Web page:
As the number of dengue fever patients and fatalities continues to soar, it is time to halt the futile blame game with most people blaming the government for the epidemic, which is slowly but surely spreading from Punjab to other parts of the country. How the Aedes aegypti mosquito, which carries the virus, first entered the country is debatable. It was first noted in 1994 and reached epidemic proportions in Lahore by 2006, missed out the following year, it hit again in 2010 and has run rampant this time around in the wake of a lengthy summer monsoon. The odds are that dengue is now here to stay and that Aedes aegypti mosquitoes will spread out from Karachi, Lahore, Faisalabad, Multan and Rawalpindi to encompass a majority of Pakistan, especially lowland regions, in the years to come. The odds also are that the authorities responsible for its elimination will fail in their task for the simple reason that the public at large is predominantly responsible for their own predicament.
The Aedes aegypti mosquito, like other mosquito species, breeds in damp, wet, dirty places and thanks to an almost total lack of civic sense, we have these in abundance. The absence of an efficient garbage collection and disposal service is obviously a major contributory factor to the accumulated filth that has become part and parcel of both urban and rural landscapes. A more massive causative factor, however, is that no one really cares where they dump their garbage as long as it is outside their own personal perimeter of existence. Tossed over boundary walls, dropped from balconies, thrown out of vehicle windows, scattered in the streets, alleyways and byways of wherever people dare to walk. Garbage, a high percentage of it being non-biodegradable, has long been an accepted as part of the scene and it is in this garbage, particularly wet garbage, that mosquitoes breed.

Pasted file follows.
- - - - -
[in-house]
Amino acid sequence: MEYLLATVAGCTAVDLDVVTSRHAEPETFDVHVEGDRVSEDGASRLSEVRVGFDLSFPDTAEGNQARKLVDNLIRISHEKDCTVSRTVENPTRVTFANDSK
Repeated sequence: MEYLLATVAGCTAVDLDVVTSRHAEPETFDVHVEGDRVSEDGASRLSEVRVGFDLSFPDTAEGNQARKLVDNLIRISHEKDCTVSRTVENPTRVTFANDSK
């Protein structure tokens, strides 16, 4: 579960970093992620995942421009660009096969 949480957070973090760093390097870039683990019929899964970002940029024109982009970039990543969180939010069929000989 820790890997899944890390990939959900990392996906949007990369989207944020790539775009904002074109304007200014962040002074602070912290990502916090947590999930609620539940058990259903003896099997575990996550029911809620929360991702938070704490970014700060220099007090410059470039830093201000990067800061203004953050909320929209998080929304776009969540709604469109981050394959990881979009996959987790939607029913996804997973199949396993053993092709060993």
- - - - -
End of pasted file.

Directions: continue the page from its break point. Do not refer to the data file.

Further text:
On the whole, the authorities alone did not dump this garbage, although there are exceptions. Ordinary people did this as well and must carry the burden of spreading dengue.
Aside from garbage breeding grounds, the Aedes aegypti mosquito breeds in still or stagnant water. The problem is that for the most part, our local authorities do nothing about this particular aspect. They are negligent in repairing leaky water pipes that are part of the public water distribution system. Also, little or no attention is paid to cracks or maintenance issues in the sewage systems, and in many cases, these are blocked by indiscriminate dumping of garbage and windblown plastic bags. When the roads develop potholes they are not repaired soon enough and this allows rainwater to accumulate. There is also the issue of how private individuals act in such situations. The government cannot check every home to see if water tanks are leaking, if lawns are overwatered or flower beds logged with water. There are also potential issues related to kitchens and bathrooms in many private households, since mosquitoes breed in such places as well.
Also, what about homes where nettings on windows and doors are broken and usually not fixed in time? Surely, the government cannot be blamed for this as well?
Therefore, to a great extent, a significant part of the blame for the ongoing dengue epidemic must lie not with the government but rather with the general public.
Published in The Express Tribune, September 27th, 2011.